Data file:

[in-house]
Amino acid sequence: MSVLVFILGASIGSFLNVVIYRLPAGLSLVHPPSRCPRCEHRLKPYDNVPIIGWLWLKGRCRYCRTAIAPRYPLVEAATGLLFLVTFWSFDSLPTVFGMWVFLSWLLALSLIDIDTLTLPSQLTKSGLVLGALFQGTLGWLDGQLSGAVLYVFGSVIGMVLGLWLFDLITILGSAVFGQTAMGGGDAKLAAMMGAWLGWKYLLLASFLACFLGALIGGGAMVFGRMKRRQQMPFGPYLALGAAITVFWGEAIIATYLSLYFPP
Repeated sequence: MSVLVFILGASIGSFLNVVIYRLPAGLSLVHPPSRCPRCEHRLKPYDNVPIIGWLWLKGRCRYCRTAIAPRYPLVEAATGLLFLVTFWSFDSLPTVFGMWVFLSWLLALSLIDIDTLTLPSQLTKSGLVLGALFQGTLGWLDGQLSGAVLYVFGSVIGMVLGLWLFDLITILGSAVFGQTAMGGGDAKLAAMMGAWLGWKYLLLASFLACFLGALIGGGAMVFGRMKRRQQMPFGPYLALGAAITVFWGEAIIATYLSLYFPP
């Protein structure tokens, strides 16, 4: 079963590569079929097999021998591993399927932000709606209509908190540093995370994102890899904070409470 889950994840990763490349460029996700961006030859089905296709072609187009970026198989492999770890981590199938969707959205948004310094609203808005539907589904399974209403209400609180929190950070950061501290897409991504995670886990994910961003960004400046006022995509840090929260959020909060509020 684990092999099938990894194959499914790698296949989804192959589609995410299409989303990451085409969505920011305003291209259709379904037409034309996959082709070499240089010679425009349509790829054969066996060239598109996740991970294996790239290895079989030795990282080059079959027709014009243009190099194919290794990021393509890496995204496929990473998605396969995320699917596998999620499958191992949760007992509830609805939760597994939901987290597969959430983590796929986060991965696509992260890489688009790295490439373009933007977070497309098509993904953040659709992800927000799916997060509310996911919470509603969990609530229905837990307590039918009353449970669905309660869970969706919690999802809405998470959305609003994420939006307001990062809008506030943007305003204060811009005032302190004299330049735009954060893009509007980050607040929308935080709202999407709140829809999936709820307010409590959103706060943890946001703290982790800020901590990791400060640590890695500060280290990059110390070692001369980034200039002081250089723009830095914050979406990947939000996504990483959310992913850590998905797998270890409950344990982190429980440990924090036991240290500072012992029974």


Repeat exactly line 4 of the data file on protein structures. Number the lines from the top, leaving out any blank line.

């Protein structure tokens, strides 16, 4: 079963590569079929097999021998591993399927932000709606209509908190540093995370994102890899904070409470 889950994840990763490349460029996700961006030859089905296709072609187009970026198989492999770890981590199938969707959205948004310094609203808005539907589904399974209403209400609180929190950070950061501290897409991504995670886990994910961003960004400046006022995509840090929260959020909060509020 684990092999099938990894194959499914790698296949989804192959589609995410299409989303990451085409969505920011305003291209259709379904037409034309996959082709070499240089010679425009349509790829054969066996060239598109996740991970294996790239290895079989030795990282080059079959027709014009243009190099194919290794990021393509890496995204496929990473998605396969995320699917596998999620499958191992949760007992509830609805939760597994939901987290597969959430983590796929986060991965696509992260890489688009790295490439373009933007977070497309098509993904953040659709992800927000799916997060509310996911919470509603969990609530229905837990307590039918009353449970669905309660869970969706919690999802809405998470959305609003994420939006307001990062809008506030943007305003204060811009005032302190004299330049735009954060893009509007980050607040929308935080709202999407709140829809999936709820307010409590959103706060943890946001703290982790800020901590990791400060640590890695500060280290990059110390070692001369980034200039002081250089723009830095914050979406990947939000996504990483959310992913850590998905797998270890409950344990982190429980440990924090036991240290500072012992029974």